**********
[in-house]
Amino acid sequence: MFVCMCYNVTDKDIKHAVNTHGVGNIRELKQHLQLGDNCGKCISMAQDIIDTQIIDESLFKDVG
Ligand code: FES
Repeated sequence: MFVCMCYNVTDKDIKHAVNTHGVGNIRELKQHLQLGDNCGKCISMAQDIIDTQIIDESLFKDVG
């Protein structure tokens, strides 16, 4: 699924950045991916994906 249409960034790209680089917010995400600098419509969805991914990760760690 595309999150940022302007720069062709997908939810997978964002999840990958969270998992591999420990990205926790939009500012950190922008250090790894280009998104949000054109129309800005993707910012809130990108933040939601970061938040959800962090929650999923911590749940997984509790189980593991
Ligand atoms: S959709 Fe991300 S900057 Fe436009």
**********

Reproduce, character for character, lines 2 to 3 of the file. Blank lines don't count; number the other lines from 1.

Amino acid sequence: MFVCMCYNVTDKDIKHAVNTHGVGNIRELKQHLQLGDNCGKCISMAQDIIDTQIIDESLFKDVG
Ligand code: FES